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DINING PLAYGROUND

I like the idea laugh. While dining as process fun and Inspired by the

of Playground as a public space to bring kids together, let them play, share, and a way to bring adults together, I wonder if there is a way I could make the dining collabrative. equipments you normally find in a playground, I altered them into dining utensils.

see-saw as a balancing toy for food swing as a way to pass around food pivots to connect people’s knives and forks ...........


DINING PLAYGROUND


COLLABORATIVE EATING

By linking the forks and knives together, the eating process becomes more collaborative and intimate. Each person will need to consider the movements of the other, to care, to consider, to fight....


ACT I

The first act involves a wood board to block the view between each diner; this can be seen as a interference, but also a new way to communicate while eating together - not by words but rather by each other’s movements.

ACT II

The second act is a more rigid intervention with forced interaction between two diners; On each side of the swing, one is bread and the other is jam. In order to eat, you have to ask for each other’s favor and play with the tacit agreement in between. The process of passing bread, putting on jam and passing it back involes tension and caring.


ACT III

Act 3 comes from a combination of seesaw and lazy - susan; it can spin around as well as move up and down. There is a constant movement affcted by the two diners - the speed of them eating and the amount of food left in each bowl. It is not always easy to eat from a moving bowl, it might go very high or very low, and at the same time each person also needs to keep an eye on the other’s actions so you eat what you want while having table etiquettes in mind.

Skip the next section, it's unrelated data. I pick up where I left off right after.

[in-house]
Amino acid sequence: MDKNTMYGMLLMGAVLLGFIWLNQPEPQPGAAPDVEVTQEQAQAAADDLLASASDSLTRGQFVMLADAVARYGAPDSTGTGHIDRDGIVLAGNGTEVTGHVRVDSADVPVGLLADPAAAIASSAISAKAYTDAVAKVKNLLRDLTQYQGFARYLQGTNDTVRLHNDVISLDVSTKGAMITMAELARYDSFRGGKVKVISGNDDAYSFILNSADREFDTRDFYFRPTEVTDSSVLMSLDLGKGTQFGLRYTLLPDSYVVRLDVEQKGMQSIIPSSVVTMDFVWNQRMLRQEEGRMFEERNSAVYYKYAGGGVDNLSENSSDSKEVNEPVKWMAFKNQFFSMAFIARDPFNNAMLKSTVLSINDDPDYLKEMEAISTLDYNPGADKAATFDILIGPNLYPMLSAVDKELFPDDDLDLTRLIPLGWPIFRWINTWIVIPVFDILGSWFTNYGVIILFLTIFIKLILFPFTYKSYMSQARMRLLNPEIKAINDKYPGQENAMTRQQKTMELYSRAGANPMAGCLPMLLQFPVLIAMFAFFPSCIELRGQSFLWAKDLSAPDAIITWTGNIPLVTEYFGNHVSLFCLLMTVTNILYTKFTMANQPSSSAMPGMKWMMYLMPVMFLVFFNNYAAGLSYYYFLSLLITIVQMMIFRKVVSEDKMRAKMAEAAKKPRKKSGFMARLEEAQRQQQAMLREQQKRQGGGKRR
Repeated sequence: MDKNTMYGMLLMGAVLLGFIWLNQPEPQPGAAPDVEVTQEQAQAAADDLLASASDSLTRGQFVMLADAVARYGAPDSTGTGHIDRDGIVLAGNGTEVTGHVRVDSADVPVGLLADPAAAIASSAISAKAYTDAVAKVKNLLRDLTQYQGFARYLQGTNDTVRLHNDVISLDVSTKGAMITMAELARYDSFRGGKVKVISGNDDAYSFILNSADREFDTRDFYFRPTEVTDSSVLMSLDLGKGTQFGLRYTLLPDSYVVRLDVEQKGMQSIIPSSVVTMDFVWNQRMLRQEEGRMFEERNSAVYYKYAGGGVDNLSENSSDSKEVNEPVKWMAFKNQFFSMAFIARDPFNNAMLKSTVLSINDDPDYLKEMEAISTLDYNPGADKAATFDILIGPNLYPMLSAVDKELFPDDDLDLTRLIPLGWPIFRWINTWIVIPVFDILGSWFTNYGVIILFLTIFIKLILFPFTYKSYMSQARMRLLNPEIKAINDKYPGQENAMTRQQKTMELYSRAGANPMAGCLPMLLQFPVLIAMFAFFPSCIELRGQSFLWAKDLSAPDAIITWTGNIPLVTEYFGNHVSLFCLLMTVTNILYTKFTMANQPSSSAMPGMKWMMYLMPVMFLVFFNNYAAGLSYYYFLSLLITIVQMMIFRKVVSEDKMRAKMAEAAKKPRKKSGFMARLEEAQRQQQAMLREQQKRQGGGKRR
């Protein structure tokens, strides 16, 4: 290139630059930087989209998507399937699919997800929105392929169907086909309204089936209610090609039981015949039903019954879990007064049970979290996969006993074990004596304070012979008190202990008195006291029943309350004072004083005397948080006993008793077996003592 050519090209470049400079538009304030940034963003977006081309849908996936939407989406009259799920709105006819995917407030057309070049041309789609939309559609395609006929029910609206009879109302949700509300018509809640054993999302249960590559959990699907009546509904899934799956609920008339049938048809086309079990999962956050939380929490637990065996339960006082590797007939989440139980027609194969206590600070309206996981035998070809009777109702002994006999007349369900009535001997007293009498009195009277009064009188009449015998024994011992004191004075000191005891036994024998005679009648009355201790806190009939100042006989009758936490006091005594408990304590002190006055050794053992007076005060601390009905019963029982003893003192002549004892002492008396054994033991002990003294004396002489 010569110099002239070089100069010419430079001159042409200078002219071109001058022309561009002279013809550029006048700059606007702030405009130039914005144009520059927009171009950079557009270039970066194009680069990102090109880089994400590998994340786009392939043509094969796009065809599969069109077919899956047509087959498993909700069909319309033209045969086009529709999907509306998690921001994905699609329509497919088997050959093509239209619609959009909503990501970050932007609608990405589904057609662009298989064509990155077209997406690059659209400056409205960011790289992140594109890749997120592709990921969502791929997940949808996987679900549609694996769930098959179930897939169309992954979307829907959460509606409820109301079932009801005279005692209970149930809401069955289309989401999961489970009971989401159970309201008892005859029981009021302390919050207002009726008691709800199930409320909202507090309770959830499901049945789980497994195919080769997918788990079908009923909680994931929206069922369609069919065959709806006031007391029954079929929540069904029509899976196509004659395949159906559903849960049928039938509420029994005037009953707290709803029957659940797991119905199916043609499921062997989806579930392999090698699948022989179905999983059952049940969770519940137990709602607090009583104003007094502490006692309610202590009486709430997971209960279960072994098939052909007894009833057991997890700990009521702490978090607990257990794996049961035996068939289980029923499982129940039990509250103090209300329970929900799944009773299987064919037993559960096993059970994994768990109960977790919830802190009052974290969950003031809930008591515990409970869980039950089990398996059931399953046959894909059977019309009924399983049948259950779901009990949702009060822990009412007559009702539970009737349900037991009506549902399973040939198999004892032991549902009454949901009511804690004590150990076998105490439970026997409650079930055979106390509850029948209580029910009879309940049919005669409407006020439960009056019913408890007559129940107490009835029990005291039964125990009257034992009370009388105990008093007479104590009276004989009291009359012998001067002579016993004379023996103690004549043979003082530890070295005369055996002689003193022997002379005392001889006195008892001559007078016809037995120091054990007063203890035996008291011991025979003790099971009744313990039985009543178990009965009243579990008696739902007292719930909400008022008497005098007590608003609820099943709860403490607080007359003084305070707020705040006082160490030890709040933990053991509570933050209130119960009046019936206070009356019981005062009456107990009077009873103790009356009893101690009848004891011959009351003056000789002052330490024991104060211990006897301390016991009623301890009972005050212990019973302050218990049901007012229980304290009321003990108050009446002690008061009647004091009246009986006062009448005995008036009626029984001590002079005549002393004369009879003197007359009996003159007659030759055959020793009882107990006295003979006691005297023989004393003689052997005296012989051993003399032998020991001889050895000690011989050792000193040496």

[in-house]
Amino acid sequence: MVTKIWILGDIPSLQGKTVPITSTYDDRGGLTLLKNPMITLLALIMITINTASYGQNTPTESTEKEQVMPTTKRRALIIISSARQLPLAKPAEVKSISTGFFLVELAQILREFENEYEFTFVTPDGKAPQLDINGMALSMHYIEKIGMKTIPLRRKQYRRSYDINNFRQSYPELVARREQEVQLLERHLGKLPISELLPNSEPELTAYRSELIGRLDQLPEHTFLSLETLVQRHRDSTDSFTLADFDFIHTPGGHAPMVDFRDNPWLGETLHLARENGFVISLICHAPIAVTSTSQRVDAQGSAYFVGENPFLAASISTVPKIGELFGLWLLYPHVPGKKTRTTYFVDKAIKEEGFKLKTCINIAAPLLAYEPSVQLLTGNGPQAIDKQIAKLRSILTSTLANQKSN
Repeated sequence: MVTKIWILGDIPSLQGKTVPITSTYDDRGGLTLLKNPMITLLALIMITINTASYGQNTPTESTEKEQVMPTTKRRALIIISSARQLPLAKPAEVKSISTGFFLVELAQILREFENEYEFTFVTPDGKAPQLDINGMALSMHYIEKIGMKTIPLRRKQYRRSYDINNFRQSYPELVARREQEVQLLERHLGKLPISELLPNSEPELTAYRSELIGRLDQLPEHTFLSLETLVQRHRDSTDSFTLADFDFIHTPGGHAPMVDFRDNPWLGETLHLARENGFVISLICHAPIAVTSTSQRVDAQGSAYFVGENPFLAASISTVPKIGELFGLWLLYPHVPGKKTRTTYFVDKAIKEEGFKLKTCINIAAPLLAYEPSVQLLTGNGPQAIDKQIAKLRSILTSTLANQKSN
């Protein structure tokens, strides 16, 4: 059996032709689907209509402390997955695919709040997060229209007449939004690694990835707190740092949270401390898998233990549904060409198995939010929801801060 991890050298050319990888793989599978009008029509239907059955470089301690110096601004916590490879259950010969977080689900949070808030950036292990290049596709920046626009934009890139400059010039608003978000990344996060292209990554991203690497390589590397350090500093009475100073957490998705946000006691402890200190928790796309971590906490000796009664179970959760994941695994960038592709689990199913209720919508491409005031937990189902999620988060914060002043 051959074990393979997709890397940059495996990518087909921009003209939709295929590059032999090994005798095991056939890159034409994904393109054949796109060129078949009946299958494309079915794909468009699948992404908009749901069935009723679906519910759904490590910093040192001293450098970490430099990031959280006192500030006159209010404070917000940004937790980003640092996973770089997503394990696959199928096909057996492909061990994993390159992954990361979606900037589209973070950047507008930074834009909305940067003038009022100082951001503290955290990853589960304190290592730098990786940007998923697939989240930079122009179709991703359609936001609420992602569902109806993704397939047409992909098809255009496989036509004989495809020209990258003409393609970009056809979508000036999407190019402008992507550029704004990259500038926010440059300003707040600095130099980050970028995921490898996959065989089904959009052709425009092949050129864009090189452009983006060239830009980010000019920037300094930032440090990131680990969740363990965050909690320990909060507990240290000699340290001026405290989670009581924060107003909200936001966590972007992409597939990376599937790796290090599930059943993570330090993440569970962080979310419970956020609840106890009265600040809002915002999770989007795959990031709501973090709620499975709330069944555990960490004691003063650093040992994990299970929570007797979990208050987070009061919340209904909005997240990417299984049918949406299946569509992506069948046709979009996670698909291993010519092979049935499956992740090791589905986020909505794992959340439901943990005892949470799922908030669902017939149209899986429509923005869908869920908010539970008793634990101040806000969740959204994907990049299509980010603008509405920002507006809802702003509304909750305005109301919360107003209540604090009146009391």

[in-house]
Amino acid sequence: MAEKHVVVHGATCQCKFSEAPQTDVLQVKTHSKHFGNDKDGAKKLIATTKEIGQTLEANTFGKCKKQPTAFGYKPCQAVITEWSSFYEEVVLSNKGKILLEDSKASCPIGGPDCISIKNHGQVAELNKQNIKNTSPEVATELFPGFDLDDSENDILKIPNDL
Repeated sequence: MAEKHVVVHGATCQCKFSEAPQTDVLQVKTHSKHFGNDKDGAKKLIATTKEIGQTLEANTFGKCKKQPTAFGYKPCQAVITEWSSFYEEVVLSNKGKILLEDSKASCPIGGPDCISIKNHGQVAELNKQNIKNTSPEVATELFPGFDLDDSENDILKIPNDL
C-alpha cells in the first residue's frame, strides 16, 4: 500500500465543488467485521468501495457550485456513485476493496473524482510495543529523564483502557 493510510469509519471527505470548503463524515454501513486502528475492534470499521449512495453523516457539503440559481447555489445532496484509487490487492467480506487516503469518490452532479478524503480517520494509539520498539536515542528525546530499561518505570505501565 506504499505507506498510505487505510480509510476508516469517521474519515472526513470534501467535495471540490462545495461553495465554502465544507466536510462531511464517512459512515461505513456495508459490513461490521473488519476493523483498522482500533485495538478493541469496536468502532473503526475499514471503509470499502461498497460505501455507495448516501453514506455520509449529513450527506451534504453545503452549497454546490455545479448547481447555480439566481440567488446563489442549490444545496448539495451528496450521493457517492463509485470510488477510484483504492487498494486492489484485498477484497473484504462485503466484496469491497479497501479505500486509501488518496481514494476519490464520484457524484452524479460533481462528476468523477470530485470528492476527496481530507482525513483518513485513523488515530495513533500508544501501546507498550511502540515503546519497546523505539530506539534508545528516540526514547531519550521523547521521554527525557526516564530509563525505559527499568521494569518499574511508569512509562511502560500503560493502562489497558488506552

No.1 - Hear the Ground

HEARING SPACE


HEARING SPACE


Joining a summer school by STORE project, we worked with with the Osiedle Jazdow community, to design and build a public pavilion which reacts the chosen themes of preservation and urban renewal and provide the vibrant local community with an exciting new civic-spirited asset of cultural value.

The Osiedle Jazdow community is a dynamic local collective based in a colony of twenty-seven wooden huts which were built in 1945 to provide temporary housing for those responsible for rebuilding the city. Having ful lled their temporary purpose, the huts themselves have now become an integral part of the fabric of Warsaw and a symbol of preservation and urban renewal. We drew on these themes as well as the social history and architectural vernacular of the colony to develop a brief for a new site-speci c pavilion.

PRESERVATION PAVILLION

The modular design emerged gradually in response to the history and materiality of the Finnish huts and informed by lectures and tours given by local Jazdow residents. The modules were carefully designed by the students to be versatile and easy to assemble and connect. They also had to be easy to lift, reassemble and reconnect should the Jazdow community wish to adapt the structure to ful l an alternative function in the future.


Bed room Second Life


Bed room Second Life

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